Thank you for your question regarding your poor cat who has had his head shut in a door! As you can imagine, this could have potentially caused a large range of issue including a fractured skull and/or spine, spinal cord issue, soft tissue trauma around the head and neck, and of course neurological issues. The increased respiratory rate is most likely due to pain, but could also potentially be due to a neurological issue, or a primary respiratory issue as a result of the trauma.
Whatever the case - you need to get your cat seen by your local vet straight away. Here they will be able to give your cat some pain relief straight away, and then start to assess what issues there are here, what can potentially be done to assist this little one, or even assess whether it is fairy to have your cat put down. Ultimately this will all depend on your cat's symptoms and whether there is any paralysis as a result of this trauma.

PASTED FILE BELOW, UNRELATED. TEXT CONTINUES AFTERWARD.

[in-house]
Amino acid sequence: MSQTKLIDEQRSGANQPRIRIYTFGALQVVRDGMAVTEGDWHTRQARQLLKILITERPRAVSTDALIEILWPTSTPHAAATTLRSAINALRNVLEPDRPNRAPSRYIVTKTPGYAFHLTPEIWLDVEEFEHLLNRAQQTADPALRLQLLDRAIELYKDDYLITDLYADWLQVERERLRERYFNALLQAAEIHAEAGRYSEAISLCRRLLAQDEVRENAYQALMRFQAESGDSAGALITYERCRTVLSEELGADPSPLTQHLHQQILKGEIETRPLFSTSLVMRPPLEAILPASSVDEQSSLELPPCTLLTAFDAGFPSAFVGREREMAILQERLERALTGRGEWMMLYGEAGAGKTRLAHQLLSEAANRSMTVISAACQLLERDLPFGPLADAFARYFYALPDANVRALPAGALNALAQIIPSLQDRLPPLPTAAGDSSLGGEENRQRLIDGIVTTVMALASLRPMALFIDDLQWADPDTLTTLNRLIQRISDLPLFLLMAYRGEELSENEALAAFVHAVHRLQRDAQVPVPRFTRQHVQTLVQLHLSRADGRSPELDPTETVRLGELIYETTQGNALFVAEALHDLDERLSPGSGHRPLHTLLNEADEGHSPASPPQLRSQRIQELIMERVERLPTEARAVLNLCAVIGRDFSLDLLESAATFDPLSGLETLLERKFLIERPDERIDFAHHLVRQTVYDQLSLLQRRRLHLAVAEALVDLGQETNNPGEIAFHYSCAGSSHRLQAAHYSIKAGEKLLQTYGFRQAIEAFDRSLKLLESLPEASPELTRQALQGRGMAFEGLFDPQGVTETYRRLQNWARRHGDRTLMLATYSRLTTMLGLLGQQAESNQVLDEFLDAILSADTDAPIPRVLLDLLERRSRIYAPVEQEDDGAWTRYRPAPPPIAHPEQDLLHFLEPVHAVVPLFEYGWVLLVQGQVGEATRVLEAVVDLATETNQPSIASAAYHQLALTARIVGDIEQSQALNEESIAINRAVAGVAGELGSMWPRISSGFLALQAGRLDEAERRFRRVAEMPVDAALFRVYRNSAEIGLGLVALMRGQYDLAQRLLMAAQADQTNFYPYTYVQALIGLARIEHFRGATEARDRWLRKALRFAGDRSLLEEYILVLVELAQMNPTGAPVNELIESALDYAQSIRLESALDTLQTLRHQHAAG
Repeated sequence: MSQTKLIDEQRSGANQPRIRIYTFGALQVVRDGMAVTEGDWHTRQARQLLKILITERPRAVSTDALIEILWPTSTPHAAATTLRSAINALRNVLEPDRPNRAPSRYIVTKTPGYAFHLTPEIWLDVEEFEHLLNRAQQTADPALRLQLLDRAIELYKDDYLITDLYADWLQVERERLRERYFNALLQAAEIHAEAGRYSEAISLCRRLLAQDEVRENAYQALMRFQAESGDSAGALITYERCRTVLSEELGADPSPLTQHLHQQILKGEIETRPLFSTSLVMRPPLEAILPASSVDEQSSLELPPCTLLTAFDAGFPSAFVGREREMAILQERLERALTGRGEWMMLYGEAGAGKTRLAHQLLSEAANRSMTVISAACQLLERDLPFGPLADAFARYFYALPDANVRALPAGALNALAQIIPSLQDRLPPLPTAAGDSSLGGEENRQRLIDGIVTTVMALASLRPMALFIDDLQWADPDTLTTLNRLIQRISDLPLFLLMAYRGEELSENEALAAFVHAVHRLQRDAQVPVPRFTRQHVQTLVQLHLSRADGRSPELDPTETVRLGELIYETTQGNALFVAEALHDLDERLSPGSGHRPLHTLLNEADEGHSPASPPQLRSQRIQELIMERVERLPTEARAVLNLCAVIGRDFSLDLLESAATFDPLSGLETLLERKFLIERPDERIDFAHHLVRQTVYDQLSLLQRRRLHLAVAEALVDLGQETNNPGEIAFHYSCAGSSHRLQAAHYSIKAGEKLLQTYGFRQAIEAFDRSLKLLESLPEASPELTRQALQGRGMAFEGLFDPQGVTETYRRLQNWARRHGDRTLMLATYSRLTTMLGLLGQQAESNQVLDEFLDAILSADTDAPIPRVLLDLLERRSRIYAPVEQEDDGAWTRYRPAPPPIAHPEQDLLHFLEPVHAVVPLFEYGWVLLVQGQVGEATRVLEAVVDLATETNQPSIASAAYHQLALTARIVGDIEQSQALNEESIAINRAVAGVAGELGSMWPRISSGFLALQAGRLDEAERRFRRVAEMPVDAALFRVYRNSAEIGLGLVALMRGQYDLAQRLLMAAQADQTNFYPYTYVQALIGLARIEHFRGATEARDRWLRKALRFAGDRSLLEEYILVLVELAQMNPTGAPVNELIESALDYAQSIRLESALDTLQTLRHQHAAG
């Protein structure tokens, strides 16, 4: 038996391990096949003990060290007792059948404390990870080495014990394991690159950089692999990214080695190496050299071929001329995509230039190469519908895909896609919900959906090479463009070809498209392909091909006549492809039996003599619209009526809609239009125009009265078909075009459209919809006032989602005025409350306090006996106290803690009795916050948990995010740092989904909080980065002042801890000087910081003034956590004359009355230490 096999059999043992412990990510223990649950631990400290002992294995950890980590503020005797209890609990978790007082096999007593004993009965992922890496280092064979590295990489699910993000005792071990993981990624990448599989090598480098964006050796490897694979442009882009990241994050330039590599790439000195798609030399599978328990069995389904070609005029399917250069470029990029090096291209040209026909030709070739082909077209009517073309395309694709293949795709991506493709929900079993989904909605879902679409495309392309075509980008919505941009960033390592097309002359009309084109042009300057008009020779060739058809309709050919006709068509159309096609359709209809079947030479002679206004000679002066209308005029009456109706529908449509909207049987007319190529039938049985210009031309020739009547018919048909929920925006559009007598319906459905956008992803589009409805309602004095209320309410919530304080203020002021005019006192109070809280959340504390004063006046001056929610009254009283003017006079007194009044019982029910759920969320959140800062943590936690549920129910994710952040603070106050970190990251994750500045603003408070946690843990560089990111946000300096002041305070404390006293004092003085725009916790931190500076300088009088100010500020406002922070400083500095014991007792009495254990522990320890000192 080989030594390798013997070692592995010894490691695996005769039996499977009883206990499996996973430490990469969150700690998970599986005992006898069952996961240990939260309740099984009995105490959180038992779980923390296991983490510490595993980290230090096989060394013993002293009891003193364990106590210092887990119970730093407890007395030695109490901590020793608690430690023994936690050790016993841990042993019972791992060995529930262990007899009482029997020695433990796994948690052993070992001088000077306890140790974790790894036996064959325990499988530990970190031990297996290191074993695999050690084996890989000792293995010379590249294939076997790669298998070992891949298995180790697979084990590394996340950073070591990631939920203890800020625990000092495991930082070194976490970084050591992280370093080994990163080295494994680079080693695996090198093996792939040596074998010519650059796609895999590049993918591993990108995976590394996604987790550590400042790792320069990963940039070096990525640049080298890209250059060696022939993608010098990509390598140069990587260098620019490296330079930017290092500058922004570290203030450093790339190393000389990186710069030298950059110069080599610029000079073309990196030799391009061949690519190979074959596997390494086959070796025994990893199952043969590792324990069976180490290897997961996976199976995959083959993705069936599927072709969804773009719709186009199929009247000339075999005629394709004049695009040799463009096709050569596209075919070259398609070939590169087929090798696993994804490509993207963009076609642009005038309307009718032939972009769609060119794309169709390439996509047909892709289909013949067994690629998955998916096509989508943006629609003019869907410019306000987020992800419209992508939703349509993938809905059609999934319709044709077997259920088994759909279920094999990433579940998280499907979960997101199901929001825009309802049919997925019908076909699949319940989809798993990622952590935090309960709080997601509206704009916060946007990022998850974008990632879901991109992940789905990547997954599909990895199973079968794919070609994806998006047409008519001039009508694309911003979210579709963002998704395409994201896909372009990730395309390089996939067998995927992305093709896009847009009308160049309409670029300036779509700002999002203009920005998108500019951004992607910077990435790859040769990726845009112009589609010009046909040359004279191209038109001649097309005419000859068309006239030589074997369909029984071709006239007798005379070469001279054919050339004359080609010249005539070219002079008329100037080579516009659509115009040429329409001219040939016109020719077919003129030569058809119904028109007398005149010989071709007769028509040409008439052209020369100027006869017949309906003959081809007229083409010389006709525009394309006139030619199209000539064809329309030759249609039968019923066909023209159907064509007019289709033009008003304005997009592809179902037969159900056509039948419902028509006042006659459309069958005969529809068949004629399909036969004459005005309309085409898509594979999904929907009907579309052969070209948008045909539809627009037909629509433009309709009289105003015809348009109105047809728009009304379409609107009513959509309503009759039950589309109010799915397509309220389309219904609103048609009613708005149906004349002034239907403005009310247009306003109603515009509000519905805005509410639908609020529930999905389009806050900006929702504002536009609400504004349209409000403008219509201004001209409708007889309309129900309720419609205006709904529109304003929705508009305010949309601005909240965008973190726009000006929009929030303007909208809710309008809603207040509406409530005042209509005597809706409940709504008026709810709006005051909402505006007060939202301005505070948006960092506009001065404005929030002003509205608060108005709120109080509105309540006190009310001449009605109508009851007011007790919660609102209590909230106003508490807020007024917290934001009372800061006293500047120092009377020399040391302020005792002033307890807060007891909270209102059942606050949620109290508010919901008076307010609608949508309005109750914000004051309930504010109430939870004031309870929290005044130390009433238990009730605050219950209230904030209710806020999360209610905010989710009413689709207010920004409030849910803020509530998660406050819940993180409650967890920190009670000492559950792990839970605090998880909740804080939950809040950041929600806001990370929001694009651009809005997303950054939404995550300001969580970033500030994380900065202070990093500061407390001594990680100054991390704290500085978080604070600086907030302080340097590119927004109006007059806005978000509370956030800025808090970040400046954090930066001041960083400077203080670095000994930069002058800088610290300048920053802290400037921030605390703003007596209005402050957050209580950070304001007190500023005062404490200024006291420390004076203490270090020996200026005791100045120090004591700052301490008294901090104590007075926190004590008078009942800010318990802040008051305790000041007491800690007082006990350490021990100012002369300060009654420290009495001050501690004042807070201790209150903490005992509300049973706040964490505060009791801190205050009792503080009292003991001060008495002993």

Please get your cat straight down to your vet now. There isn't anything else you can do from home for this sort of situation, and as your cat is breathing quickly, we know that he is either in a lot of pain, or has a primary respiratory issue, both of which would require emergency assessment and treatment. I hope all of the above makes sense? If you have more questions or if I can help in any other way, please do not hesitate to ask! If you would like to accept my answer, please press RATE OUR CONVERSATION (I am not compensated in any other way).
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